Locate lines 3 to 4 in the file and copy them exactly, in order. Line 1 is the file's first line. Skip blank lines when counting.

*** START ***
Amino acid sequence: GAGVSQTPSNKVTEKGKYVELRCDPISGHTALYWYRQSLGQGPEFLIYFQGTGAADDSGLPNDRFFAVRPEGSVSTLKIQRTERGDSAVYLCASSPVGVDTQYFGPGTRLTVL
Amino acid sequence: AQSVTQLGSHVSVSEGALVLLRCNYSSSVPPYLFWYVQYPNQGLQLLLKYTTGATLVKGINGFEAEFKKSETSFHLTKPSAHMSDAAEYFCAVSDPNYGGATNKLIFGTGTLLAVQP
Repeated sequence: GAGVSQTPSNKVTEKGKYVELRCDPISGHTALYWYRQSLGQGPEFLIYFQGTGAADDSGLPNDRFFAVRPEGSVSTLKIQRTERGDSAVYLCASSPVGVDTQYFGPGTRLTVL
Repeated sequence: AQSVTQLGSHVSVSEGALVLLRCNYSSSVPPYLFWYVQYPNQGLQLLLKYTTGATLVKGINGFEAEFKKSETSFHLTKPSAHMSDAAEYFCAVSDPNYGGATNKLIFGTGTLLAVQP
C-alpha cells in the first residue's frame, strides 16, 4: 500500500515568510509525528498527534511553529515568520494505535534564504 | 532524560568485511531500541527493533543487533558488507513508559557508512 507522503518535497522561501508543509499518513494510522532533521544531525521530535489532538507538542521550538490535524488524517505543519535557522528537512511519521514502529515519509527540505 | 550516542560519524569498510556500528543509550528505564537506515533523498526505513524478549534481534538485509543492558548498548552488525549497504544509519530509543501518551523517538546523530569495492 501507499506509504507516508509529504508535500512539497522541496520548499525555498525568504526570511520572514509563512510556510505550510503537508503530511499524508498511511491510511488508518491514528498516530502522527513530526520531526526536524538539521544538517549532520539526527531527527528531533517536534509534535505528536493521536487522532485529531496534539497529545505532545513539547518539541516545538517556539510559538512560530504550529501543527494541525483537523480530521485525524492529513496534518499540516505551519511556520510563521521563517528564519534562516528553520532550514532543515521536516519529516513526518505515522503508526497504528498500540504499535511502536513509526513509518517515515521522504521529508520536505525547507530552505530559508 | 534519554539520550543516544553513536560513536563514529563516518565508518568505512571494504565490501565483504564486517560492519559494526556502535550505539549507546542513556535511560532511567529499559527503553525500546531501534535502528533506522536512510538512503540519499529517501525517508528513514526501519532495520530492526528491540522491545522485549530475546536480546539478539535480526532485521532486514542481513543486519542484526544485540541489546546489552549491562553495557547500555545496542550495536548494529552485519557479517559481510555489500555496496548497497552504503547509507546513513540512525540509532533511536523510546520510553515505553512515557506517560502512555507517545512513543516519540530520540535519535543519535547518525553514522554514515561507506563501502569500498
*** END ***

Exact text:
Repeated sequence: GAGVSQTPSNKVTEKGKYVELRCDPISGHTALYWYRQSLGQGPEFLIYFQGTGAADDSGLPNDRFFAVRPEGSVSTLKIQRTERGDSAVYLCASSPVGVDTQYFGPGTRLTVL
Repeated sequence: AQSVTQLGSHVSVSEGALVLLRCNYSSSVPPYLFWYVQYPNQGLQLLLKYTTGATLVKGINGFEAEFKKSETSFHLTKPSAHMSDAAEYFCAVSDPNYGGATNKLIFGTGTLLAVQP